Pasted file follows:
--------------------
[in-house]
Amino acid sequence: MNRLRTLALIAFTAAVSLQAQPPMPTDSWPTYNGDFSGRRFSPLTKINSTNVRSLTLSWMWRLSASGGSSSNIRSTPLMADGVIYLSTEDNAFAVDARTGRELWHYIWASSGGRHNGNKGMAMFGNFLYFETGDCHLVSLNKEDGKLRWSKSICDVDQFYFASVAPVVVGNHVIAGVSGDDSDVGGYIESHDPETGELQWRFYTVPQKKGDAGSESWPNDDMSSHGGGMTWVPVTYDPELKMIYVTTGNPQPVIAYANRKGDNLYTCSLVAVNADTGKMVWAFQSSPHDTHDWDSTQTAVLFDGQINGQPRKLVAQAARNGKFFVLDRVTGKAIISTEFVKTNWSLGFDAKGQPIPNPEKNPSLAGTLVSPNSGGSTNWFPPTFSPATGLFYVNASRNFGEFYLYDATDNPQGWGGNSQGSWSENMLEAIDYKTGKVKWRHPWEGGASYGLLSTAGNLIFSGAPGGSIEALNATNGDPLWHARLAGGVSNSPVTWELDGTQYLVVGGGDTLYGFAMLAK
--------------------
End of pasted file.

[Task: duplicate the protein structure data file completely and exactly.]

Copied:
[in-house]
Amino acid sequence: MNRLRTLALIAFTAAVSLQAQPPMPTDSWPTYNGDFSGRRFSPLTKINSTNVRSLTLSWMWRLSASGGSSSNIRSTPLMADGVIYLSTEDNAFAVDARTGRELWHYIWASSGGRHNGNKGMAMFGNFLYFETGDCHLVSLNKEDGKLRWSKSICDVDQFYFASVAPVVVGNHVIAGVSGDDSDVGGYIESHDPETGELQWRFYTVPQKKGDAGSESWPNDDMSSHGGGMTWVPVTYDPELKMIYVTTGNPQPVIAYANRKGDNLYTCSLVAVNADTGKMVWAFQSSPHDTHDWDSTQTAVLFDGQINGQPRKLVAQAARNGKFFVLDRVTGKAIISTEFVKTNWSLGFDAKGQPIPNPEKNPSLAGTLVSPNSGGSTNWFPPTFSPATGLFYVNASRNFGEFYLYDATDNPQGWGGNSQGSWSENMLEAIDYKTGKVKWRHPWEGGASYGLLSTAGNLIFSGAPGGSIEALNATNGDPLWHARLAGGVSNSPVTWELDGTQYLVVGGGDTLYGFAMLAK